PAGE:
innlegg i c6

C6: Report of the International Law Commission, Cluster I

Statement by Norway on behalf of the Nordic countries by Legal Adviser Helge Seland on the Report of the International Law Commission, Cluster I, in the Sixth Committee, 28 October 2019.

| Sixth Committee

Mme./Mr. Chair,

I have the honour to speak on behalf of the five Nordic countries Denmark, Finland, Iceland, Sweden and my own country Norway. Before I comment on the substantial topics covered in Cluster I, I would like to use this opportunity to make some general remarks regarding Chapters I, II, III and XI of the Report of the International Law Commission.

First, I want to reiterate the Nordic countries’ appreciation of the work of the International Law Commission and the Commission’s contribution to the progressive development and codification of international law in accordance with its mandate. We welcome the Commission’s Report on the work of its seventy-first session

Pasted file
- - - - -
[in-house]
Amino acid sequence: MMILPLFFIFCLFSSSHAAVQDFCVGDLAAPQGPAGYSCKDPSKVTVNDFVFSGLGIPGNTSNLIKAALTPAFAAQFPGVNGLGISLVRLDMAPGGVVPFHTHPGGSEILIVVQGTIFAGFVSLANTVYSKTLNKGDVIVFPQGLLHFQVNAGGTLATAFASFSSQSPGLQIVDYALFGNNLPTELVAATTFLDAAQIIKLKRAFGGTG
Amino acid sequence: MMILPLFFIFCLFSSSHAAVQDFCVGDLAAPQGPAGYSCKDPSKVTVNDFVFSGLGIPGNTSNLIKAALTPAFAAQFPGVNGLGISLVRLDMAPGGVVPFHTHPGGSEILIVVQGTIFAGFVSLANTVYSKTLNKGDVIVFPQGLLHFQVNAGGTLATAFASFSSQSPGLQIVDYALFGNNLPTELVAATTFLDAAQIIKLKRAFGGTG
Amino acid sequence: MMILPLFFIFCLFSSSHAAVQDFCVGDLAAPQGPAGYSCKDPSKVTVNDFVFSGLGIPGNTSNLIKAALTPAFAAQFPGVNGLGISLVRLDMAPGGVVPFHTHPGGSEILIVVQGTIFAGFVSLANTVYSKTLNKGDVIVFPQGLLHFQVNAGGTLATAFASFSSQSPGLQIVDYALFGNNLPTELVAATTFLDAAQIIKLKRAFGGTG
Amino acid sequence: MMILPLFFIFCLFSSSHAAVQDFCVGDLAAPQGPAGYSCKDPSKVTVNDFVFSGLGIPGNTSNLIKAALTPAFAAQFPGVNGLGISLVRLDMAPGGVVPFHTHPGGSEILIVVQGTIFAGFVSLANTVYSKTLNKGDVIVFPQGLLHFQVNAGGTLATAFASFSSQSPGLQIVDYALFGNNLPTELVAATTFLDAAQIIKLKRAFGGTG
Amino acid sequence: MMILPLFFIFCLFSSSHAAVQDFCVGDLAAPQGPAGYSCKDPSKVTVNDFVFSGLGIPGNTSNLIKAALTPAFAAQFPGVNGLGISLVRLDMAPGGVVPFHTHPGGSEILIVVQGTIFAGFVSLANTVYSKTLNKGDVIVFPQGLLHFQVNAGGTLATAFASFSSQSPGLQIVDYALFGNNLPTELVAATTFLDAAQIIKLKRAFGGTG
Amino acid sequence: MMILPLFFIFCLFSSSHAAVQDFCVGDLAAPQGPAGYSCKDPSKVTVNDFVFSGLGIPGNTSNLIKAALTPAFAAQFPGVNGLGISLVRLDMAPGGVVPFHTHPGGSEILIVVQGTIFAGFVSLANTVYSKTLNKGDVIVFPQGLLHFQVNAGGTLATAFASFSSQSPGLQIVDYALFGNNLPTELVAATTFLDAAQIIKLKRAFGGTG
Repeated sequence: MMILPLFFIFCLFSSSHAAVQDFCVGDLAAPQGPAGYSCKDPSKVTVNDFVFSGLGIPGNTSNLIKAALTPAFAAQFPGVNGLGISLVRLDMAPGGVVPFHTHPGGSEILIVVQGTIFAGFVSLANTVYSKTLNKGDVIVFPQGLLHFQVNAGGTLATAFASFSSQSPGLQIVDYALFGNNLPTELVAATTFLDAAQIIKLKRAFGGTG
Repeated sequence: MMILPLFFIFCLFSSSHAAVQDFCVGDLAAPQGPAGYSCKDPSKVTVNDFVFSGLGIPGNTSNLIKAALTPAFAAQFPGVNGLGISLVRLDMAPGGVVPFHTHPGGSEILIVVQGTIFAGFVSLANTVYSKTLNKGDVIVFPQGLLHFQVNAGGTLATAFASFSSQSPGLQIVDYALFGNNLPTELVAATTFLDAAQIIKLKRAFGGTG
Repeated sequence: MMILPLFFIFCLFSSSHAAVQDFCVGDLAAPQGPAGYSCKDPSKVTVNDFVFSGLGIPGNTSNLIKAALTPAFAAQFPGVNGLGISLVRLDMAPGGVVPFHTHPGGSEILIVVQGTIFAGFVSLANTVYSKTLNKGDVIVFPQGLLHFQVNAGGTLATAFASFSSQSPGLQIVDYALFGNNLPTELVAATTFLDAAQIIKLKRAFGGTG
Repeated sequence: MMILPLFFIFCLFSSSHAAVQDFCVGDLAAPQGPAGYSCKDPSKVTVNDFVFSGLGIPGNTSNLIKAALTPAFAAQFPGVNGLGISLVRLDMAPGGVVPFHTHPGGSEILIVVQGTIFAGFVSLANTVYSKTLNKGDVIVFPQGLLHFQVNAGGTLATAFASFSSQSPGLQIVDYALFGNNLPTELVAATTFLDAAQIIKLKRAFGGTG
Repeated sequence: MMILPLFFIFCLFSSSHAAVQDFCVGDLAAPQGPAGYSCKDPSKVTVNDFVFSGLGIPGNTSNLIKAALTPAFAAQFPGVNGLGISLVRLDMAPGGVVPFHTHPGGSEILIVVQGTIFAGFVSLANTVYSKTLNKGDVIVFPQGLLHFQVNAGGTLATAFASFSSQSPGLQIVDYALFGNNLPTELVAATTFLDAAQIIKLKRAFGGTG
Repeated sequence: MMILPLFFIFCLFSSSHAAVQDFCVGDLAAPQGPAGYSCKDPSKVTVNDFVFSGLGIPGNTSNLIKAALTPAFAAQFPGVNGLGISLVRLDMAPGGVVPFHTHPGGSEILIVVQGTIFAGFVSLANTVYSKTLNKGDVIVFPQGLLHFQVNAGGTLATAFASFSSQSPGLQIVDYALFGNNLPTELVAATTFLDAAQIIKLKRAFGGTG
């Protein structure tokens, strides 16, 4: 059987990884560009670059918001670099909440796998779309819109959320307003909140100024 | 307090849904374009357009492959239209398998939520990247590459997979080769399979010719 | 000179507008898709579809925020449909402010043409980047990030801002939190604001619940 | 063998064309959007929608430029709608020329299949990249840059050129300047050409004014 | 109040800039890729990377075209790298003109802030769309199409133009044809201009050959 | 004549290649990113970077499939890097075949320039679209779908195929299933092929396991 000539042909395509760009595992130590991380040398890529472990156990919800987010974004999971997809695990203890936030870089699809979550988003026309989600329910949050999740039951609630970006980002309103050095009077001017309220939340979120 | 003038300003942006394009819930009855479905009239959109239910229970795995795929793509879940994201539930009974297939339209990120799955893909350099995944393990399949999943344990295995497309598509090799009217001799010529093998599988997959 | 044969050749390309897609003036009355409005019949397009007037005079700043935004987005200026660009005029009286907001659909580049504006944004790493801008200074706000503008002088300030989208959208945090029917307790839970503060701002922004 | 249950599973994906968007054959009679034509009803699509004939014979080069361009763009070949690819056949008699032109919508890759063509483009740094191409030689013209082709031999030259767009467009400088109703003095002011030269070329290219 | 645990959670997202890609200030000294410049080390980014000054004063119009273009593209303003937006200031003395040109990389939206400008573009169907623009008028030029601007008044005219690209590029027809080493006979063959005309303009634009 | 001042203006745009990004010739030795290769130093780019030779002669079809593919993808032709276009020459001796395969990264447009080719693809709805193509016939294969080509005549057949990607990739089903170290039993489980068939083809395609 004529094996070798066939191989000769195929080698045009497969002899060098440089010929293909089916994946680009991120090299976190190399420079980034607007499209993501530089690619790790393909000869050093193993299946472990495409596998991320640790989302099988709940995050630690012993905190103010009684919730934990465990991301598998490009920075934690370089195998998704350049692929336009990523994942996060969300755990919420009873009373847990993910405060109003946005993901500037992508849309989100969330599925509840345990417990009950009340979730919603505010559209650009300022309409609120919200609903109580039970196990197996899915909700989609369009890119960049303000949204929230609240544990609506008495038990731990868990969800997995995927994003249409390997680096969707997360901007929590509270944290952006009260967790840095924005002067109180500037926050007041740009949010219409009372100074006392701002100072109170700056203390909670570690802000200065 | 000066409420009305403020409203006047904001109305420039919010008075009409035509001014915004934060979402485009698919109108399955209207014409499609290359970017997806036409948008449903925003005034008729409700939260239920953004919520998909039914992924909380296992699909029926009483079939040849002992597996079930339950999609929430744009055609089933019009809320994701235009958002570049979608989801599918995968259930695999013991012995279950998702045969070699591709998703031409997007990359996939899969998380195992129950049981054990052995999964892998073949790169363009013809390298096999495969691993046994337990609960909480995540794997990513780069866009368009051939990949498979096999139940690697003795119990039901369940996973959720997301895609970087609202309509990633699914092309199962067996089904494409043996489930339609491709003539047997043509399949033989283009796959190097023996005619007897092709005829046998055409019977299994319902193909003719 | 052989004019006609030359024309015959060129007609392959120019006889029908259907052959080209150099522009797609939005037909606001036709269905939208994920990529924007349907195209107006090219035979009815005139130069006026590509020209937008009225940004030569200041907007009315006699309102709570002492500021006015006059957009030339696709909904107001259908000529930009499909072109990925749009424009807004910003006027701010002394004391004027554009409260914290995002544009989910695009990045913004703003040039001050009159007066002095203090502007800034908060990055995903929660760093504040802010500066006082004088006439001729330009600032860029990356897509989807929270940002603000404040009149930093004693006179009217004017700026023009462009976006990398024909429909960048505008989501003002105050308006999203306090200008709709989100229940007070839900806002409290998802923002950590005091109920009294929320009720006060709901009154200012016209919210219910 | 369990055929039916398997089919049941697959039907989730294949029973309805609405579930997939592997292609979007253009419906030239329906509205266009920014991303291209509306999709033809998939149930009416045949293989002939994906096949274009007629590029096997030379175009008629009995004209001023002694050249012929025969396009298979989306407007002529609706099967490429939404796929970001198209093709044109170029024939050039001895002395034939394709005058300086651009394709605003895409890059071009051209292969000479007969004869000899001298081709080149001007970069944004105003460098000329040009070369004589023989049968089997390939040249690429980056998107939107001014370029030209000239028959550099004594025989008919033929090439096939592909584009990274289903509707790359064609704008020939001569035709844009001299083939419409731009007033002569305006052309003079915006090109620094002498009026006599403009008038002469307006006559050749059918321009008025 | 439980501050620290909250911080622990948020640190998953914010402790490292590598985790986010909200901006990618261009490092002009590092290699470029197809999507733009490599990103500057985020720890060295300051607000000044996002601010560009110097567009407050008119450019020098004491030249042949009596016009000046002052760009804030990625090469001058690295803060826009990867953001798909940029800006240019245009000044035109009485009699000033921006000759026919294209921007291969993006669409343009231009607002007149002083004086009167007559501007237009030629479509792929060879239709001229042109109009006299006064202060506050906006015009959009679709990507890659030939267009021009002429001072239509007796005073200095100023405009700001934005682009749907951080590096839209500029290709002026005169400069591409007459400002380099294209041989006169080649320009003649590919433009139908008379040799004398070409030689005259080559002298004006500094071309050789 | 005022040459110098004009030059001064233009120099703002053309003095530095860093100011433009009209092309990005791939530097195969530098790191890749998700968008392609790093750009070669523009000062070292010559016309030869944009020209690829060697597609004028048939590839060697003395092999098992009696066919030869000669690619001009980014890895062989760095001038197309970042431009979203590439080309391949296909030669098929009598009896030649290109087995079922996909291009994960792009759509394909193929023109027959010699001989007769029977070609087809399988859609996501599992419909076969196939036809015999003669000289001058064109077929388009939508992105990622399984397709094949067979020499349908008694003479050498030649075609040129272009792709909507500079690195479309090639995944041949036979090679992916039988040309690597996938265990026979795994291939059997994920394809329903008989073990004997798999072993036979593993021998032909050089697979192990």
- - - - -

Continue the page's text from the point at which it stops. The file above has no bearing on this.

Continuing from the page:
The Commission has a  comprehensive workload and it has achieved important results.  The adoption this year on second reading of the entire set of draft articles on prevention and punishment of crimes against humanity stands out as a particularly significant achievement. We are also pleased with the substantial progress made on the other topics on the Commission’s agenda, including the adoption on first reading of the draft conclusions with commentaries on peremptory norms of international law (jus cogens) and the draft principles with commentaries on the protection of environment in relation to armed conflicts.

We welcome the decision to include “Sea-level rise in relation to international law” in the Commission’s programme of work. As was just confirmed in the IPCCs Special Report on the Ocean and Cryosphere in a Changing Climate, the Global mean sea level is rising, and continues to rise at an increasing rate. A trend that is projected to continue beyond 2100. Sea-level rise has serious implications, particularly for small islands and low-lying coastal areas. Consideration of its relation to international law raises broad and complex questions, and the Commission is well suited to move this work forward.